A municipality in central Spain is awarded the contract for a central interim nuclear waste storage facility. The mayor is delighted with the windfall from Madrid.
Not only the mayor Jose MarIa Saiz (m.) rejoices in Villar de Canas about the government’s decision. Photo: dpa
There is a gold-rush atmosphere in Villar de Canas. Since the town of 441 souls not far from the central Spanish city of Cuenca was awarded the contract for a central interim nuclear waste storage facility at the last cabinet meeting before the end of the year, the calls to Mayor Jose MarIa Saiz have not stopped.
"This is sheer madness," he says. More than 2,000 resumes have already been received from people looking for jobs. Small business owners are looking for commercial space, others want to buy land and apartments. "I already knew there was a strong crisis out there, but I didn’t expect this," Saiz explains.
For seven years, the Spanish government has been looking for a place to centrally store waste from Spain’s seven nuclear power plants. Nine villages have applied. But so far, Madrid has not been able to convince any of them to accept the bid. Nuclear waste storage facilities are unpopular. And that could mean losing votes in the affected region.
The new government of conservative Mariano Rajoy is now daring. It won the November elections with an absolute majority. After the elimination process, Villar de Canas was considered the favorite.
Other villages with better infrastructure were either in regions where the opposition or nationalists call the shots, or have municipal governments that are involved in construction corruption.
The Spanish nuclear waste is to be stored temporarily in the village of Villar de Canas with its 441 inhabitants. Picture: dpa
Villar de Canas has no train connection and no experience with nuclear installations – both of which scored points in the bidding process – but the mayor belongs to Rajoy’s Partido Popular, as does the government of the Castilla-La Mancha region, where the village is located. That promises few protests.
"Everyone agrees with us," Saiz explains with satisfaction. Opponents of nuclear waste are nonexistent in the village, where mostly old people live. The history of emigration and emigration is long here.
Most of those of working age work in one of Spain’s major metropolitan areas. Earlier generations went to other European countries.
Saiz expects 300 jobs during the three-year construction phase for the halls in which the nuclear waste will be stored in dry conditions, and then 150 for operations. Then there are the indirect jobs that are expected to be created in the village as a result of the new economic force.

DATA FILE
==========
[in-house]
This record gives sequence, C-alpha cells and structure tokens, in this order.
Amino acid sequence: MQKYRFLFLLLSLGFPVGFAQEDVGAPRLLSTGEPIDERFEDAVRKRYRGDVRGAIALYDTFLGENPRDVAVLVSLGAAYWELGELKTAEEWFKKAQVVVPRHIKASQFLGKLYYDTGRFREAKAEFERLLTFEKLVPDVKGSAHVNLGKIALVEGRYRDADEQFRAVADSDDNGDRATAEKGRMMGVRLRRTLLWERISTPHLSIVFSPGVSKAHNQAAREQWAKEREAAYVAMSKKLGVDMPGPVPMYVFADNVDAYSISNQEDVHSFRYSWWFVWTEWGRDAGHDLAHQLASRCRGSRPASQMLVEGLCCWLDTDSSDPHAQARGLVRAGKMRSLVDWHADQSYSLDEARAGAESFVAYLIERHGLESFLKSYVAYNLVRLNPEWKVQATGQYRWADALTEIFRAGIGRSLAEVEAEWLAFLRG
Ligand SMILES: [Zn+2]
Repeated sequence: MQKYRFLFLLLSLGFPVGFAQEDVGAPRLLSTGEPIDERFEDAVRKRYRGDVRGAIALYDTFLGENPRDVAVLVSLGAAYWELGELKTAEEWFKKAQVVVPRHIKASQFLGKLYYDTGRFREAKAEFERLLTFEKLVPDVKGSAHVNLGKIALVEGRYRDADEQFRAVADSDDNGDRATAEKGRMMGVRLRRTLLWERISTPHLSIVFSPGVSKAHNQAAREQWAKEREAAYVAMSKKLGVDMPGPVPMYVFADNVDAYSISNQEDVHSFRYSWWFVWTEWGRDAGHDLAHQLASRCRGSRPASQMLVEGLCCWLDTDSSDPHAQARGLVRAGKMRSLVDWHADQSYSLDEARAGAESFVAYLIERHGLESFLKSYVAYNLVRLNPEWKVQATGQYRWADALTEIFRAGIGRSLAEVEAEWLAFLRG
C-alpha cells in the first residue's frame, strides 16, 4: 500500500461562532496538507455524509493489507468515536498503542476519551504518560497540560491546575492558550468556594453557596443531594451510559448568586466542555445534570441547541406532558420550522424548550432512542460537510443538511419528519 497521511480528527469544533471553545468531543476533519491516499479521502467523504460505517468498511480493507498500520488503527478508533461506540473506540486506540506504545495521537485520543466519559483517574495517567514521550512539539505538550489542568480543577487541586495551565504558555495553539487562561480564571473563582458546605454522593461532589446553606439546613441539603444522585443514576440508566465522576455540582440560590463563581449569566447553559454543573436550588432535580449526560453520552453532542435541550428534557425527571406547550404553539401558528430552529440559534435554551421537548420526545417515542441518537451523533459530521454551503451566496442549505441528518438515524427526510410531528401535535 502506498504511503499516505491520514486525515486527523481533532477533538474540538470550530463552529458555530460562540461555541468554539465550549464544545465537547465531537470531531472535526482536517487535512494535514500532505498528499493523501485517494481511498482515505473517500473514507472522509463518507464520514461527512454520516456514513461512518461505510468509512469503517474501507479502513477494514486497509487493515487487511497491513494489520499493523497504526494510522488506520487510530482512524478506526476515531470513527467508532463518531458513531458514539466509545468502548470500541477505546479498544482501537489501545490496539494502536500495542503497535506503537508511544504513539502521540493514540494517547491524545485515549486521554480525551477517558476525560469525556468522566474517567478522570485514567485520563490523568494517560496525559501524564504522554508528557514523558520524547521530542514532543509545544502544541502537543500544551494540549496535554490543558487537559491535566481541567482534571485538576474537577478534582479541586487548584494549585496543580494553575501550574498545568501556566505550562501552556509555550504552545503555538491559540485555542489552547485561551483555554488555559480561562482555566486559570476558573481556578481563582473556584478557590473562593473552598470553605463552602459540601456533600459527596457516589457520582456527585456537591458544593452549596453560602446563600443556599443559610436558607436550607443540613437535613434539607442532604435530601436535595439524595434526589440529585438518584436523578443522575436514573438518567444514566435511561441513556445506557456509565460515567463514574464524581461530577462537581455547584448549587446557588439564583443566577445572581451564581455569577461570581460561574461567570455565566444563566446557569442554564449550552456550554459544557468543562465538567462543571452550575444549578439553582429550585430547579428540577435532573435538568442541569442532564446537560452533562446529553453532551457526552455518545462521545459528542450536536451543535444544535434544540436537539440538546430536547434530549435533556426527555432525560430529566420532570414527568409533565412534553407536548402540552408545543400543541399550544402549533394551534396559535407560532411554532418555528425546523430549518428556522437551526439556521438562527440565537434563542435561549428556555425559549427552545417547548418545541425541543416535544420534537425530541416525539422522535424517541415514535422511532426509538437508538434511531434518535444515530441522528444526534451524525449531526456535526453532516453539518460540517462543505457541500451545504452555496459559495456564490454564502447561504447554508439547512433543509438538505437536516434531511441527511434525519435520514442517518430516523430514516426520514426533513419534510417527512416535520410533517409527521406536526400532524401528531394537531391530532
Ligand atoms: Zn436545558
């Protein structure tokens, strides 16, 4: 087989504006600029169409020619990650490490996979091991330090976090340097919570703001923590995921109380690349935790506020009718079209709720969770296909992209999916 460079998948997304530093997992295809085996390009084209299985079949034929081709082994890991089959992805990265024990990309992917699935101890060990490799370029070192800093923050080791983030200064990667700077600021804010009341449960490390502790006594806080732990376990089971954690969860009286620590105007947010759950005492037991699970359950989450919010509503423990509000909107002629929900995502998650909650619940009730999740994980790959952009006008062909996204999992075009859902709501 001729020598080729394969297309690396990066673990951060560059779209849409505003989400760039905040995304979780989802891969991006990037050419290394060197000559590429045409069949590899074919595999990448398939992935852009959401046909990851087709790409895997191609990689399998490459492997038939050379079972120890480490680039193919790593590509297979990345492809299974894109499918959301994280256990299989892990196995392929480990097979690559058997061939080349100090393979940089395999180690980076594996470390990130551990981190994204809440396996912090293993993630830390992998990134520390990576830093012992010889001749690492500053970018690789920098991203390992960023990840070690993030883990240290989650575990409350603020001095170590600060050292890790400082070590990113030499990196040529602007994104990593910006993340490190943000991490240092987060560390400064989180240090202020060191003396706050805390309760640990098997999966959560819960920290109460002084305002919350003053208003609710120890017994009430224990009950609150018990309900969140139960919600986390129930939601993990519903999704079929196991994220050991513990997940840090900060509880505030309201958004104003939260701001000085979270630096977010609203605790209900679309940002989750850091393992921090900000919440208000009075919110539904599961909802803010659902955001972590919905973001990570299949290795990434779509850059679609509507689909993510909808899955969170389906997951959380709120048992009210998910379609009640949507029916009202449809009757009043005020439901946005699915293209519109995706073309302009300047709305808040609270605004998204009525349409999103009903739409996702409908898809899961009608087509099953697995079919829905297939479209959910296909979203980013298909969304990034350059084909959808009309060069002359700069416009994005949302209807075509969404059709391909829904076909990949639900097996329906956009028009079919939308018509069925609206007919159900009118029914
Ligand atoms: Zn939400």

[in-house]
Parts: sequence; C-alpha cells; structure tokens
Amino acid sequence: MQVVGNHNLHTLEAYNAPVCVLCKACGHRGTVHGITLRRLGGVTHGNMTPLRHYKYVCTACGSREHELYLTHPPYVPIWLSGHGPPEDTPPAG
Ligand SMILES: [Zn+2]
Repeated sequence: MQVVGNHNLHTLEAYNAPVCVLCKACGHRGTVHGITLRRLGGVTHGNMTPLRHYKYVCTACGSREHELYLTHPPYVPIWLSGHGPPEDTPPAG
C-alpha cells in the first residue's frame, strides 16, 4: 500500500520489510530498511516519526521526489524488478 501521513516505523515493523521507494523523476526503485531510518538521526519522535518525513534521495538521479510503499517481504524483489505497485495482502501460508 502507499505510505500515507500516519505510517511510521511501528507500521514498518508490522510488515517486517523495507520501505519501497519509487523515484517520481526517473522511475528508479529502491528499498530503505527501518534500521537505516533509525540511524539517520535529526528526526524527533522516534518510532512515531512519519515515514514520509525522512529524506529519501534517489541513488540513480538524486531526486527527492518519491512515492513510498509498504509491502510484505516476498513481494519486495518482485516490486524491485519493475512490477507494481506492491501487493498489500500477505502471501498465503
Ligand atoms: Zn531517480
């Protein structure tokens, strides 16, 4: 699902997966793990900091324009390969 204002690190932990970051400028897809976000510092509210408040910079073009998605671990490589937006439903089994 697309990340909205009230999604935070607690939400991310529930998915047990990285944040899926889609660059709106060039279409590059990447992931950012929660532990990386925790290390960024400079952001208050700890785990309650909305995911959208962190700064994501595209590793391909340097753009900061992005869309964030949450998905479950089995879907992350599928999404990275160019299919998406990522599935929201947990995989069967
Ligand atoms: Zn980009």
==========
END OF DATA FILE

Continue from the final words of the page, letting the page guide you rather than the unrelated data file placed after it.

Mayor hopes for jobs
The mayor expects around 1,000. The nuclear waste repository represents a direct investment of 284 million euros. Despite the crisis, there is no lack of money. The state-owned company for nuclear waste, Enresa, has had the storage of the waste pre-financed for years through electricity tariffs.
The communities around the nuclear waste storage facility are to receive 6.3 million euros annually. 2.4 million will go to the municipal coffers of Villar de Canas. Saiz is planning a retirement home and other public facilities.
The cautionary voices come from outside. For environmentalists in the cities of Castilla-La Manchas and Madrid, just an hour and a half away by car, Rajoy is doing "the nuclear industry a favor" with the quick decision – the go-ahead was given at the second cabinet meeting of the new government.
Only an interim solution
The new government is considering lifetime extensions for reactors that should be retired. "We are not going to shut down any reactor now that we want to lower the price of electricity," says Industry Minister Jose Manuel Soria.
"It’s only a solution for the next 60 years, and then no one knows what will happen to the roughly 7,000 tons of nuclear waste," complains Francisco Castejon, a nuclear expert with the Spanish environmental organization Ecologistas en Accion.
He calls for a phase-out of nuclear energy – "as long as that doesn’t happen, new nuclear waste will be added all the time." Only after a phase-out could a final solution to the problem of nuclear waste be found. Environmentalists are planning a large demonstration for mid-February.